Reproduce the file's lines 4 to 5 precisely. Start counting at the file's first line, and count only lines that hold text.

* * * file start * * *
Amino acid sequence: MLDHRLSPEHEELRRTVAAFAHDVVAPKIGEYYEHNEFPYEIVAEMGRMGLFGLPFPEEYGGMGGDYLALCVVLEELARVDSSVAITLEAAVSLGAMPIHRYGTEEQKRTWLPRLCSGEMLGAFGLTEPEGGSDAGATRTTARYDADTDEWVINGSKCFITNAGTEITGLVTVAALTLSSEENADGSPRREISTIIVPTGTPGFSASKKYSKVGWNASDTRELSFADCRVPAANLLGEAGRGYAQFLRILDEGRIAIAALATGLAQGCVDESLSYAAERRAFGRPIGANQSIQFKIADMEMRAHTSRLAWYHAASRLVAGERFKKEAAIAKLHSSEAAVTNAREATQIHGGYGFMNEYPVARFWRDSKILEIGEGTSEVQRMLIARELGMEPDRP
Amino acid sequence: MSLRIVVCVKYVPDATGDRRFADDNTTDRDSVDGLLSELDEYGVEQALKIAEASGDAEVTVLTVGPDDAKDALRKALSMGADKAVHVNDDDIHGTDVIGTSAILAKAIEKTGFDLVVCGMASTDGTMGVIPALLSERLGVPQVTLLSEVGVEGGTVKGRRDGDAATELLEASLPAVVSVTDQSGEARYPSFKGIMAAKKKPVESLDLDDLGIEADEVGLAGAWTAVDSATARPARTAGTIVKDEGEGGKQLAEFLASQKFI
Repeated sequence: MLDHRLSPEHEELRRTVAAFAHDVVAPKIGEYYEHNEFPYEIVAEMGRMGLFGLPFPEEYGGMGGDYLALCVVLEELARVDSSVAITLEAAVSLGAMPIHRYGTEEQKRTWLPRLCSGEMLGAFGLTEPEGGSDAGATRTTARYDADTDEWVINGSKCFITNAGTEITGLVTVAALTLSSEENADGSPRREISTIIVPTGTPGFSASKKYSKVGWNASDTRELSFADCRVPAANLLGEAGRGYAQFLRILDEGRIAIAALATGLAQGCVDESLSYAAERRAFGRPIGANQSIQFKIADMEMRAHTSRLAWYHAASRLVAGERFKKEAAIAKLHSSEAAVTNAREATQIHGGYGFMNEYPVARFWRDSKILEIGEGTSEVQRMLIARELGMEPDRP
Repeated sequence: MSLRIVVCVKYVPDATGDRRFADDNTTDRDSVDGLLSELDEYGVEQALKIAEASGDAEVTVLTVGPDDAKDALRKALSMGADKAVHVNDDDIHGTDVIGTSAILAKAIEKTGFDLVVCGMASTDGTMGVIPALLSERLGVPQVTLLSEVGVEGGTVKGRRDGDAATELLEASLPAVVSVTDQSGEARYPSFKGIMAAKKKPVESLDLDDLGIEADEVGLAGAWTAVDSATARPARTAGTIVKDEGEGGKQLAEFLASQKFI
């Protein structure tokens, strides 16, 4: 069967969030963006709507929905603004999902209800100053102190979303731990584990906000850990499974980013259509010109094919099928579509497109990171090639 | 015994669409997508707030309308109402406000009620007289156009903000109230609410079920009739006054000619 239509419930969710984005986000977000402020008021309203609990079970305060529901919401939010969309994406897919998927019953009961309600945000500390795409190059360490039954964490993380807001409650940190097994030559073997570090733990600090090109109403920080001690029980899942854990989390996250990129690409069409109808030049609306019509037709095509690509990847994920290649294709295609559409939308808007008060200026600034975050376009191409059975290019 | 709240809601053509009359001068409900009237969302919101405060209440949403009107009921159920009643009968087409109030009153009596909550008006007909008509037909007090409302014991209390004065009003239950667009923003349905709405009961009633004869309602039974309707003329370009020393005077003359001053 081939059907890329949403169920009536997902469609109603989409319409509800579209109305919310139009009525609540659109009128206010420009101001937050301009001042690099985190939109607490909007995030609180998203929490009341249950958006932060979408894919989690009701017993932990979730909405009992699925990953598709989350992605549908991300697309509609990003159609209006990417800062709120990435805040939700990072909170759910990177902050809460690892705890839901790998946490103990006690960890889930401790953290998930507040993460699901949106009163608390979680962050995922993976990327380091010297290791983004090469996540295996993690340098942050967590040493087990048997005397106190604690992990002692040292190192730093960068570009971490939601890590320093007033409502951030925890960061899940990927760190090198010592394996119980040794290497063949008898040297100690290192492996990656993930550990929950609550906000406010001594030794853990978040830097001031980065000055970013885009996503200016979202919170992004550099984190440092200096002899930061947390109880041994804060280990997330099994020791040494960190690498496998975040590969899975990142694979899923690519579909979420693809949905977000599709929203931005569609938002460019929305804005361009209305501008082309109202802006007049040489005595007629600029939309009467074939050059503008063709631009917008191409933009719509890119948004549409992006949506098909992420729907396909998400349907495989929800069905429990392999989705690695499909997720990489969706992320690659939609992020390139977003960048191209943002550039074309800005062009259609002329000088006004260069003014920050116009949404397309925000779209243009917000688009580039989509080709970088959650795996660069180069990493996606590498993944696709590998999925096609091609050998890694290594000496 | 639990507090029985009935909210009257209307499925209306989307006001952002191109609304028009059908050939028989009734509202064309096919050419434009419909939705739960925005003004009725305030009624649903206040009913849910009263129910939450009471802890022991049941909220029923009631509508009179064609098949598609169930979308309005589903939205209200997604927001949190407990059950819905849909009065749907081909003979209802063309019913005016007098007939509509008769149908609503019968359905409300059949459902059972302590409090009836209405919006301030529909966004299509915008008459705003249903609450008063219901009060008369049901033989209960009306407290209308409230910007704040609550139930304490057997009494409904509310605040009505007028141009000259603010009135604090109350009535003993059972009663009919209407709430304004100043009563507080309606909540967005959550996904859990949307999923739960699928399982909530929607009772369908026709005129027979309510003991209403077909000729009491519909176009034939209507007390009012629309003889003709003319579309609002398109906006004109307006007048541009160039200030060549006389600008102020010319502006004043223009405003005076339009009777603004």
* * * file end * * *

Repeated sequence: MSLRIVVCVKYVPDATGDRRFADDNTTDRDSVDGLLSELDEYGVEQALKIAEASGDAEVTVLTVGPDDAKDALRKALSMGADKAVHVNDDDIHGTDVIGTSAILAKAIEKTGFDLVVCGMASTDGTMGVIPALLSERLGVPQVTLLSEVGVEGGTVKGRRDGDAATELLEASLPAVVSVTDQSGEARYPSFKGIMAAKKKPVESLDLDDLGIEADEVGLAGAWTAVDSATARPARTAGTIVKDEGEGGKQLAEFLASQKFI
């Protein structure tokens, strides 16, 4: 069967969030963006709507929905603004999902209800100053102190979303731990584990906000850990499974980013259509010109094919099928579509497109990171090639 | 015994669409997508707030309308109402406000009620007289156009903000109230609410079920009739006054000619 239509419930969710984005986000977000402020008021309203609990079970305060529901919401939010969309994406897919998927019953009961309600945000500390795409190059360490039954964490993380807001409650940190097994030559073997570090733990600090090109109403920080001690029980899942854990989390996250990129690409069409109808030049609306019509037709095509690509990847994920290649294709295609559409939308808007008060200026600034975050376009191409059975290019 | 709240809601053509009359001068409900009237969302919101405060209440949403009107009921159920009643009968087409109030009153009596909550008006007909008509037909007090409302014991209390004065009003239950667009923003349905709405009961009633004869309602039974309707003329370009020393005077003359001053 081939059907890329949403169920009536997902469609109603989409319409509800579209109305919310139009009525609540659109009128206010420009101001937050301009001042690099985190939109607490909007995030609180998203929490009341249950958006932060979408894919989690009701017993932990979730909405009992699925990953598709989350992605549908991300697309509609990003159609209006990417800062709120990435805040939700990072909170759910990177902050809460690892705890839901790998946490103990006690960890889930401790953290998930507040993460699901949106009163608390979680962050995922993976990327380091010297290791983004090469996540295996993690340098942050967590040493087990048997005397106190604690992990002692040292190192730093960068570009971490939601890590320093007033409502951030925890960061899940990927760190090198010592394996119980040794290497063949008898040297100690290192492996990656993930550990929950609550906000406010001594030794853990978040830097001031980065000055970013885009996503200016979202919170992004550099984190440092200096002899930061947390109880041994804060280990997330099994020791040494960190690498496998975040590969899975990142694979899923690519579909979420693809949905977000599709929203931005569609938002460019929305804005361009209305501008082309109202802006007049040489005595007629600029939309009467074939050059503008063709631009917008191409933009719509890119948004549409992006949506098909992420729907396909998400349907495989929800069905429990392999989705690695499909997720990489969706992320690659939609992020390139977003960048191209943002550039074309800005062009259609002329000088006004260069003014920050116009949404397309925000779209243009917000688009580039989509080709970088959650795996660069180069990493996606590498993944696709590998999925096609091609050998890694290594000496 | 639990507090029985009935909210009257209307499925209306989307006001952002191109609304028009059908050939028989009734509202064309096919050419434009419909939705739960925005003004009725305030009624649903206040009913849910009263129910939450009471802890022991049941909220029923009631509508009179064609098949598609169930979308309005589903939205209200997604927001949190407990059950819905849909009065749907081909003979209802063309019913005016007098007939509509008769149908609503019968359905409300059949459902059972302590409090009836209405919006301030529909966004299509915008008459705003249903609450008063219901009060008369049901033989209960009306407290209308409230910007704040609550139930304490057997009494409904509310605040009505007028141009000259603010009135604090109350009535003993059972009663009919209407709430304004100043009563507080309606909540967005959550996904859990949307999923739960699928399982909530929607009772369908026709005129027979309510003991209403077909000729009491519909176009034939209507007390009012629309003889003709003319579309609002398109906006004109307006007048541009160039200030060549006389600008102020010319502006004043223009405003005076339009009777603004």